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Antimicrobial resistance is increasing rapidly in countries with low hygiene levels and poorly controlled antimicrobial use. The spread of resistant bacteria poses a threat to healthcare worldwide. Refugees and migrants from high-prevalence countries may add to a rise in multidrug-resistant (MDR) bacteria in low-prevalence countries. However, respective data are scarce.


We retrospectively collected microbiological and clinical data from asylum seekers and refugees treated at Helsinki University Hospital between January 2010 and August 2017.


Of 447 asylum seekers and refugees (Iraq: 46.5%; Afghanistan: 10.3%; Syria: 9.6%, Somalia: 6.9%); 45.0% were colonised by MDR bacteria: 32.9% had extended-spectrum beta-lactamase-producing Enterobacteriaceae (ESBL-PE), 21.3% meticillin-resistant (MRSA), 0.7% carbapenemase-producing Enterobacteriaceae (CPE), 0.4% multiresistant (MRPA), 0.4% multiresistant (MRAB); no vancomycin-resistant (VRE) were found. Two or more MDR bacteria strains were recorded for 12.5% of patients. Multivariable analysis revealed geographical region and prior surgery outside Nordic countries as risk factors of MRSA colonisation. Young age (< 6 years old), short time from arrival to first sample, and prior hospitalisation outside Nordic countries were risk factors of ESBL-PE colonisation.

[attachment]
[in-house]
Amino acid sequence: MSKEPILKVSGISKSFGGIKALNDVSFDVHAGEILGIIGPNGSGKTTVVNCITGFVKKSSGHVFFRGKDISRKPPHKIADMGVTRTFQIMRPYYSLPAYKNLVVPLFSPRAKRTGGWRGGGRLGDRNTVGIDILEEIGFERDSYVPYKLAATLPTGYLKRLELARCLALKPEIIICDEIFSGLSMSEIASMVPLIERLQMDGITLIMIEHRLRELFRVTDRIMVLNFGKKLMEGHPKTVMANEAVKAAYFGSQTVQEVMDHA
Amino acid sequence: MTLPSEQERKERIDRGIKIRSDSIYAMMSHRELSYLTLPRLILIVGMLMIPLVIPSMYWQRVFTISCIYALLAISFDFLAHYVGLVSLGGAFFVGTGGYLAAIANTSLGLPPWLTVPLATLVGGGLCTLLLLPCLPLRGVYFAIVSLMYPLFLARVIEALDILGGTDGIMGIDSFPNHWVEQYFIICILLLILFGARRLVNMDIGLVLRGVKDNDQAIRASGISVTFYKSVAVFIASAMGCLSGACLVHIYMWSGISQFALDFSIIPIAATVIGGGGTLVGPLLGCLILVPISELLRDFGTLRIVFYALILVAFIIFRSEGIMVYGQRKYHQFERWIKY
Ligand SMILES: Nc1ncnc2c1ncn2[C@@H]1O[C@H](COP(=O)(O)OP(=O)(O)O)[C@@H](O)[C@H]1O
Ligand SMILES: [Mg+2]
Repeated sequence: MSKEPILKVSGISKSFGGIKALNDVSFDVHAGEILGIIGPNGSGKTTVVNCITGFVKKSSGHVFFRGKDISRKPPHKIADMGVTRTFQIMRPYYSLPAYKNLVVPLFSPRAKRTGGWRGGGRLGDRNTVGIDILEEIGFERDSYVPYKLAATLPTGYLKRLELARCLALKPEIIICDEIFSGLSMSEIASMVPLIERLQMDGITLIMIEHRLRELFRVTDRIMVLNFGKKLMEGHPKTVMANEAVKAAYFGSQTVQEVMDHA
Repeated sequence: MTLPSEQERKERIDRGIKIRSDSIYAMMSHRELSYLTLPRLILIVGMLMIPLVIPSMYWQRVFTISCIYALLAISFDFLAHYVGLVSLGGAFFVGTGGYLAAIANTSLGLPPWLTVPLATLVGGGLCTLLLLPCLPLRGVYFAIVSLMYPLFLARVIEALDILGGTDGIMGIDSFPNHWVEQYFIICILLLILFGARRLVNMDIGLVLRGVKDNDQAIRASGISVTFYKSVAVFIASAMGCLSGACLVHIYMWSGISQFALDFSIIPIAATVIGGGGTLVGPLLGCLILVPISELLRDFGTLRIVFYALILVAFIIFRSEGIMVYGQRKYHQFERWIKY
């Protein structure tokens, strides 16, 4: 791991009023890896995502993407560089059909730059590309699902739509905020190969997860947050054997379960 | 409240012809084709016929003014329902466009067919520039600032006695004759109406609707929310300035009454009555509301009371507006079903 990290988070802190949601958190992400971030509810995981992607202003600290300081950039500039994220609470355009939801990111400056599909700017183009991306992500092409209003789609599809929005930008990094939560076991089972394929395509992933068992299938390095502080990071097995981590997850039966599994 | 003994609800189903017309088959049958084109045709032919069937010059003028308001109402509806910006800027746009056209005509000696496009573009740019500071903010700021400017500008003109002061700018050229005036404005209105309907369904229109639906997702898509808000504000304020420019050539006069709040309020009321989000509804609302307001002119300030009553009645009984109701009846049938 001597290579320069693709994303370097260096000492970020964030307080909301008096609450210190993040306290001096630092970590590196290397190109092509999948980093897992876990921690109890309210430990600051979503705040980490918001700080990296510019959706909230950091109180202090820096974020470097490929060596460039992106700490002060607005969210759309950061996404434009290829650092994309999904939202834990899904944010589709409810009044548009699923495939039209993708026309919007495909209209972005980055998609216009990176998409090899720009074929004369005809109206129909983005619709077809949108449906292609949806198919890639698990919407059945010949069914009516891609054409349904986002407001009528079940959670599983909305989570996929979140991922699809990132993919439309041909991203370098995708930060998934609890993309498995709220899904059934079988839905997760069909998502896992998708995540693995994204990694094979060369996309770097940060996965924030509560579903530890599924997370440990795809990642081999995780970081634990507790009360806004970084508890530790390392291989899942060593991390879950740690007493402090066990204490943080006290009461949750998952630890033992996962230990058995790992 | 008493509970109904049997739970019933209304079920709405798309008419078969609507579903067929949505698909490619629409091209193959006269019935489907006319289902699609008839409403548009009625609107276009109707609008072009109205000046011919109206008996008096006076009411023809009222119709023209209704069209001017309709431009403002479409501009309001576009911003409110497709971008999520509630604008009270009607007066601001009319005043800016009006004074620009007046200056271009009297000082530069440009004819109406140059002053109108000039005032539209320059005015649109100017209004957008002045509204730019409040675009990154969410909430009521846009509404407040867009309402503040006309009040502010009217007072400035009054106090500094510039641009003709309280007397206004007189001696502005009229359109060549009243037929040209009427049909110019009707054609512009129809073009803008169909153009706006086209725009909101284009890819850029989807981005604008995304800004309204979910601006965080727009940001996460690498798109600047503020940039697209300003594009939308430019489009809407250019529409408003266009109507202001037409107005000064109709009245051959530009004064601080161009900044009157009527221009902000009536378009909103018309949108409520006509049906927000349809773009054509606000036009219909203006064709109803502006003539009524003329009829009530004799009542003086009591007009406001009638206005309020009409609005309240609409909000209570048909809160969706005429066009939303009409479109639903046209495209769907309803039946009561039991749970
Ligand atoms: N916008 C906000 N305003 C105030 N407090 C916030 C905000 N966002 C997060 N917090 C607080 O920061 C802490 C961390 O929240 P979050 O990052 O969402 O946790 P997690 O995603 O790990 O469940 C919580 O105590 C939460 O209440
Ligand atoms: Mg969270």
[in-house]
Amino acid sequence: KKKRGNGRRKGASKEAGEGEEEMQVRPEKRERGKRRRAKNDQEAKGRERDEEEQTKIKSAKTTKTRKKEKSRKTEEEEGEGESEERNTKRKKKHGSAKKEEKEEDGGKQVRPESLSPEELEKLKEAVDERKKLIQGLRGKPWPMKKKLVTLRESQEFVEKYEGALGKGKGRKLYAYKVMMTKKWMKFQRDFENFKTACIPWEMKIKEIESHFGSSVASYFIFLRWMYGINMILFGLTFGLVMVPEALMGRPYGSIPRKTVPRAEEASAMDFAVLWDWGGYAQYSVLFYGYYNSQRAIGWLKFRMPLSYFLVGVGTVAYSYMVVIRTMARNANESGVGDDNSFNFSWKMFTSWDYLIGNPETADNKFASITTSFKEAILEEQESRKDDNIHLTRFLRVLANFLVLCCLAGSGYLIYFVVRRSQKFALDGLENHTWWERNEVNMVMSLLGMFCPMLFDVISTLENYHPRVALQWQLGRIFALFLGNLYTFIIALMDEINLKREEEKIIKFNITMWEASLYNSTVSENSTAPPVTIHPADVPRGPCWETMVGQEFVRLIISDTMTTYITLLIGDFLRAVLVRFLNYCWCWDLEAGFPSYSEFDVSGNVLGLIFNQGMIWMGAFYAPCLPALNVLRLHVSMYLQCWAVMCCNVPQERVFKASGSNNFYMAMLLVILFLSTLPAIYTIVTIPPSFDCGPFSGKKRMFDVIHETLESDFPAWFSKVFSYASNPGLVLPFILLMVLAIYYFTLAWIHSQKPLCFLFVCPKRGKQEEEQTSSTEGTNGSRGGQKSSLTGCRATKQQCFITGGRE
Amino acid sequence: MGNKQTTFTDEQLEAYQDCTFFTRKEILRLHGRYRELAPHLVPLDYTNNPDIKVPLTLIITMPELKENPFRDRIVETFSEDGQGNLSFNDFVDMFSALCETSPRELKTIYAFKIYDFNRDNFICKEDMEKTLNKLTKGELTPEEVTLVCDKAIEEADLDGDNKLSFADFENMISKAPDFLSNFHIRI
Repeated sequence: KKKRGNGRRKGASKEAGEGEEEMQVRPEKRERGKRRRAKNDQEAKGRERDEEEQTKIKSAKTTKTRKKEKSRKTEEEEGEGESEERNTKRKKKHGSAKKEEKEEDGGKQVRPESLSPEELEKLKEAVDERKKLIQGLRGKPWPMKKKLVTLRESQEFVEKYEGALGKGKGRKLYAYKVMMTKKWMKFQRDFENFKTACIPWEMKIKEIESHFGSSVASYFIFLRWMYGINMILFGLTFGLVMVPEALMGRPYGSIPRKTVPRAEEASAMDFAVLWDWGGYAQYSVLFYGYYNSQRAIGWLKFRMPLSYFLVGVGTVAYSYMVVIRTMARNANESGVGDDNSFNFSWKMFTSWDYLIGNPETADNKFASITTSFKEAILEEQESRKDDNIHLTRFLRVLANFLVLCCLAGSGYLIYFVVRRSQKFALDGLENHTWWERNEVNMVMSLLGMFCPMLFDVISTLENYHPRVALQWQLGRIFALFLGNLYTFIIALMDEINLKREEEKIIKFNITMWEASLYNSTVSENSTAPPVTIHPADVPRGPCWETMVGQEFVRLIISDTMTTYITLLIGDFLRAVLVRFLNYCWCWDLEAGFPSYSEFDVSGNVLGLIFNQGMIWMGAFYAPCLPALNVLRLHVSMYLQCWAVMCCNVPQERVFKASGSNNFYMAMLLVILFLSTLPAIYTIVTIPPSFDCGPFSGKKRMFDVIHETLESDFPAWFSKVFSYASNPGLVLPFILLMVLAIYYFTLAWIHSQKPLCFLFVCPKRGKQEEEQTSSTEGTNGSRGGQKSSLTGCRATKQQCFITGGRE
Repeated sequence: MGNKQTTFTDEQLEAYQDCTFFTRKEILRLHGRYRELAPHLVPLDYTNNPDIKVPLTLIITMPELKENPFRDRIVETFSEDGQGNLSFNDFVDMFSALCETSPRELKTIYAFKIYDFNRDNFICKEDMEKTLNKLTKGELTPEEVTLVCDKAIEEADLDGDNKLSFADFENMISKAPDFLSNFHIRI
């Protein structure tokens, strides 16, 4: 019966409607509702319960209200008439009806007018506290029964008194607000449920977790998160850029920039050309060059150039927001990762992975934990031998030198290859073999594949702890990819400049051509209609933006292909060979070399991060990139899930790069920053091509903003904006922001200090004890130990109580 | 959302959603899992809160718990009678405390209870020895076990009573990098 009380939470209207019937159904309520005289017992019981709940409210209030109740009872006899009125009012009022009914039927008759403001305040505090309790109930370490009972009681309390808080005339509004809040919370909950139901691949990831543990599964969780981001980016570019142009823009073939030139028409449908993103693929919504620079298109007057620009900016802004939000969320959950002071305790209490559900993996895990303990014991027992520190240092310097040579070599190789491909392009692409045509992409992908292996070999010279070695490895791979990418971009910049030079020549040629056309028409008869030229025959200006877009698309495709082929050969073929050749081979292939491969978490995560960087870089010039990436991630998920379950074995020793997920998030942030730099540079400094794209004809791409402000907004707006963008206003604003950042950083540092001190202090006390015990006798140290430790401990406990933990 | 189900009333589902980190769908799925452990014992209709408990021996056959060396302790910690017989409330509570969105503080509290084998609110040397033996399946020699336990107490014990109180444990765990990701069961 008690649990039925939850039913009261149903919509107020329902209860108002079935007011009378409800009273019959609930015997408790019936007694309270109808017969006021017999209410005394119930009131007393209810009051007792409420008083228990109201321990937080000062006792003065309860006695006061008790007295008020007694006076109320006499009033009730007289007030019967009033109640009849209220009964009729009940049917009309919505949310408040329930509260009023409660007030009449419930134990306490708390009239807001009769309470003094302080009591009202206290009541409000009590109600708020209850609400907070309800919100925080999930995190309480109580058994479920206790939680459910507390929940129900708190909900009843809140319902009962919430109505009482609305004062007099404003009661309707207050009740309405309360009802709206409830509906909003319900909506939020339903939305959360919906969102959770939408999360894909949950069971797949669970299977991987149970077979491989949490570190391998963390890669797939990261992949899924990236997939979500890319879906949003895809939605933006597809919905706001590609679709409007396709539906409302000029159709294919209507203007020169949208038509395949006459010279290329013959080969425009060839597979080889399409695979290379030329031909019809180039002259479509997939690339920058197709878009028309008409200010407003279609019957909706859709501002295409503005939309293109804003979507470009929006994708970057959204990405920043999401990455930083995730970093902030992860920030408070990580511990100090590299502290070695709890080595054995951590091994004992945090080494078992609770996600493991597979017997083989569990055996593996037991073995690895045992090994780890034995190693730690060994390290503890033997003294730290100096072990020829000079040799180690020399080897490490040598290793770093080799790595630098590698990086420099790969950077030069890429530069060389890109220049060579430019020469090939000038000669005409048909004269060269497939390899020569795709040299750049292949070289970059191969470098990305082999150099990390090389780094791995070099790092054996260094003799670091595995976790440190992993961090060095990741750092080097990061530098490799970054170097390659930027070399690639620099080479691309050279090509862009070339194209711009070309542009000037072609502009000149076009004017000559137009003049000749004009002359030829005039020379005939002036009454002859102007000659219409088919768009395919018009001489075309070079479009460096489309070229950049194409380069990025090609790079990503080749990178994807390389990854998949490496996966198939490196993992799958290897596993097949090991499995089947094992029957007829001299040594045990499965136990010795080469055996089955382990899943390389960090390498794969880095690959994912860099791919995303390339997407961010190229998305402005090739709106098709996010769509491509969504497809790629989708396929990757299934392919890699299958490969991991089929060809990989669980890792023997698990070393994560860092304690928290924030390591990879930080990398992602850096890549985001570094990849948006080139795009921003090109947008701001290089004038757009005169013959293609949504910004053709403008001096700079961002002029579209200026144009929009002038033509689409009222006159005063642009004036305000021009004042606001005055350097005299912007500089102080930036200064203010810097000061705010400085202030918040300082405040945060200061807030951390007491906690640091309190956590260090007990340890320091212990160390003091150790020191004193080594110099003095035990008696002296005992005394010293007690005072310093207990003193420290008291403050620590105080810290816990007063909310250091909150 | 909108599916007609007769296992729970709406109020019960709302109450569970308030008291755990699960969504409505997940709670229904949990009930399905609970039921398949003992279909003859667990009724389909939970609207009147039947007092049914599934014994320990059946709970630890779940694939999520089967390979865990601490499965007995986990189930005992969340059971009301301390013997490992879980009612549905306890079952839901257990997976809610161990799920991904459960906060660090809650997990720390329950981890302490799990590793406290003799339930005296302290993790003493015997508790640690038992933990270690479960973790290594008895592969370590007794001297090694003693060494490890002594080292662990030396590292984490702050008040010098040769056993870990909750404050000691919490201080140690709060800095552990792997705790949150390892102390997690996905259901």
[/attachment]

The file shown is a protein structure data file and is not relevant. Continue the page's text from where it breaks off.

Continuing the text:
We found MDR bacterial colonisation to be common among asylum seekers and refugees arriving from current conflict zones. In particular we found a high prevalence of MRSA. Refugees and migrants should, therefore, be included among risk populations requiring MDR screening and infection control measures at hospitals.


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